Vetter, Chief Agricultural Negotiator for the Office of the U.S. Trade Representative (USTR), is the 2016 Mansfield Award recipient. The award is presented in honor of former U.S. Senate Majority Leader and U.S. Ambassador to Japan Michael J.
President Barack Obama issued a Presidential Policy Directive on Oct. 14 in an effort to further normalize relations with Cuba. A press release from the White House said, “This directive takes a comprehensive approach to promote engagement with the Cuban government and people, and make our opening to Cuba irreversible.
On Thursday, Oct. 13, Agriculture Secretary Tom Vilsack sent a letter to livestock industry groups. It indicated the USDA will move forward with a trio of proposed rules to the Packer and Stockyards Act (PSA). The rules were proposed in part back in 2010.
Treasured husband, father, grandfather, brother, and friend Dale Lasater died suddenly on Oct. 15 following a tragic horse accident on the Dale Lasater Ranch (formerly The Lasater Ranch) at Matheson, CO. He was a well-known Colorado cattle rancher and conservationist.
Landowners and forage producers with livestock should take note of the Nov. 15 deadline to purchase or change Pasture, Rangeland, and Forage (PRF) insurance for the 2017 calendar year. The insurance is available in all 48 contiguous states through USDA’s Risk Management Agency (RMA).
As spring beef calves are beginning to be weaned, it is the producer’s responsibility to help make that transition as smooth as possible. Improper weaning can result in poor growth, which may stay with the animal through its life, according to Kansas State University (K-State) Animal Scientist Justin Waggoner.
California Gov. Jerry Brown signed AB 1960 into law on Sept. 28. The bill, offered by Assembly Member Tom Lackey (R-Palmdale) and backed by California Cattlemen’s Association (CCA), brings necessary reforms to the Basic Inspection of Terminals (BIT) program administered by the California Highway Patrol (CHP).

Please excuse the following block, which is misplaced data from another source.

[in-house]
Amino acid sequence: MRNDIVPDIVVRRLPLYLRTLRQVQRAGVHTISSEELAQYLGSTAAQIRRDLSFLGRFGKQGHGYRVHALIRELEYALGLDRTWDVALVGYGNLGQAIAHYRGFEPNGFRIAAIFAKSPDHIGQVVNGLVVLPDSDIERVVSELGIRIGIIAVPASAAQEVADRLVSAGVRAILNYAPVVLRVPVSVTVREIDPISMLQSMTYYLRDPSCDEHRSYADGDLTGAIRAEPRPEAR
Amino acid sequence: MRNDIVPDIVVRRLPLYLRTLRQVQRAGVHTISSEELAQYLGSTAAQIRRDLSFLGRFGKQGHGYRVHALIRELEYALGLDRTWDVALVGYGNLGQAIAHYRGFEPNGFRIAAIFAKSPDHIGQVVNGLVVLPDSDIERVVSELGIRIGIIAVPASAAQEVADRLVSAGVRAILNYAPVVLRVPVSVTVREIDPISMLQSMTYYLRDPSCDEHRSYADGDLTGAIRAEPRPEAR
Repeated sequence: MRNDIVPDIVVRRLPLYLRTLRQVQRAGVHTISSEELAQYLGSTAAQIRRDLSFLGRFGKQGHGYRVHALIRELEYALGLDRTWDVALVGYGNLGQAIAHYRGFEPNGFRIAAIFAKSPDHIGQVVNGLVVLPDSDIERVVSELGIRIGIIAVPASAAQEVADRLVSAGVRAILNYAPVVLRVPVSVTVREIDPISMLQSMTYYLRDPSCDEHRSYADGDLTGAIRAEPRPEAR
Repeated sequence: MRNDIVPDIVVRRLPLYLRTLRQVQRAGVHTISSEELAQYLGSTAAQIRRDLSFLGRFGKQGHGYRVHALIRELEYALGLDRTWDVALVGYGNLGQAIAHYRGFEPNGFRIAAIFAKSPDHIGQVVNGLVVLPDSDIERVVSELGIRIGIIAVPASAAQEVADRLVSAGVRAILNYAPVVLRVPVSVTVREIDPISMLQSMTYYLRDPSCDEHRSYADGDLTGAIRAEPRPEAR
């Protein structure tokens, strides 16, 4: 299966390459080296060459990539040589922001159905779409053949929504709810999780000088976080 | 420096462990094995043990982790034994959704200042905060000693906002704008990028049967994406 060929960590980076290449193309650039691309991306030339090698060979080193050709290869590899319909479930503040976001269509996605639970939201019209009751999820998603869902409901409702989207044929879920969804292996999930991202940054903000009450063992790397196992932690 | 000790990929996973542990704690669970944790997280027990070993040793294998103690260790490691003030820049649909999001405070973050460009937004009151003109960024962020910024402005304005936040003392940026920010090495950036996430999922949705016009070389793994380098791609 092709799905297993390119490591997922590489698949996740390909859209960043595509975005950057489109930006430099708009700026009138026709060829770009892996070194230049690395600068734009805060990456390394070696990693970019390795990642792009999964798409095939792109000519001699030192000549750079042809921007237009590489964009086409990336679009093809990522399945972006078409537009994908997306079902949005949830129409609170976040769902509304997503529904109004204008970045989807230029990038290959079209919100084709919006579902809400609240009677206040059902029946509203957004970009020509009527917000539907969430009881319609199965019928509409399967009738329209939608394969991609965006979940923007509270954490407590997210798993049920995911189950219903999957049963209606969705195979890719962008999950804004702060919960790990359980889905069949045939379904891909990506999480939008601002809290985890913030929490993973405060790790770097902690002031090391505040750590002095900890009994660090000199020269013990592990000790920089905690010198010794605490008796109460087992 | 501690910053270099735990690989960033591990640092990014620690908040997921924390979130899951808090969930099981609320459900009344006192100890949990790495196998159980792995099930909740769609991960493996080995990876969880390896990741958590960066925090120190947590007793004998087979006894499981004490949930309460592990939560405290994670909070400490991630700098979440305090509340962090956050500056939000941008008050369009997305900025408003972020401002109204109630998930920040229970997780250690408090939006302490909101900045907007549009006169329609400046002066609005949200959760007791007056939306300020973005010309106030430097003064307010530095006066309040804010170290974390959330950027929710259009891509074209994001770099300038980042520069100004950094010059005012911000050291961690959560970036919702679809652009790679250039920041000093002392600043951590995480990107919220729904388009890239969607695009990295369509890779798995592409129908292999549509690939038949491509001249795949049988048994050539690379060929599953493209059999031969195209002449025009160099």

By determining the hay supply’s crude protein content and total digestible nutrients (TDN), which is the measurement of available energy in the forage, producers can determine whether supplemental feed will be necessary, Banta said. Knowing what type and how much supplemental feed is needed can save producers money long term.
Smith served in the U.S. Air Force during the Korean War. After the service, he enrolled in college, graduating in 1957 with a Bachelor of Science in Animal Husbandry from the University of Nebraska-Lincoln.
In an advance copy of the document submitted to the Federal Register, FSIS announced its intent to hold livestock owners, transporters, haulers and other persons not employed by an official establishment responsible if they commit acts involving...
There’s a truism in life that you can’t manage what you don’t measure. Physics brings us another consideration, however; measuring an outcome can change it. This dynamic seems to apply in the cattle and beef markets and USDA’s Livestock Mandatory Reporting (LMR) program, often called “Mandatory Price Reporting” in the cattle industry.
Instead, Bureau of Land Management (BLM) and U.S. Forest Service (USFS) put regulations in place on federal land meant to alleviate the threats to the bird. But a new industry report released last Tuesday suggests the regulations are biased against livestock grazing, and could do more harm than good.
Lowell Minert—lifelong Angus breeder, cattleman, husband, father, and grandfather—left this world on Sept. 29, 2016. He was born on April 13, 1940 to Berniece (Walker) and Emery Minert, and married Carrol Roseberry on June 24, 1962. Together, they raised three children and were blessed with seven grandchildren.
He explained that creek water, in addition to being cold because it is generally snow melt/snow runoff, is coldest because of its exposure to the air. Keeping things—water, pipes, or stock tanks—in the ground helps keep them insulated and warmer than things exposed to the air.
Forage production for grazing and haying is an important part of livestock production and can be done effectively on the plains as well as in mountainous areas. However, there are some special considerations producers at high elevations must take into account whether grazing or haying.
NSIP record-keeping methods are being used extensively in other major sheep producing countries including Australia, New Zealand, and the United Kingdom, he said. And there are a few breed groups in the U.S. that are using the technology to good advantage to make significant gains in the genetic potential of their sheep.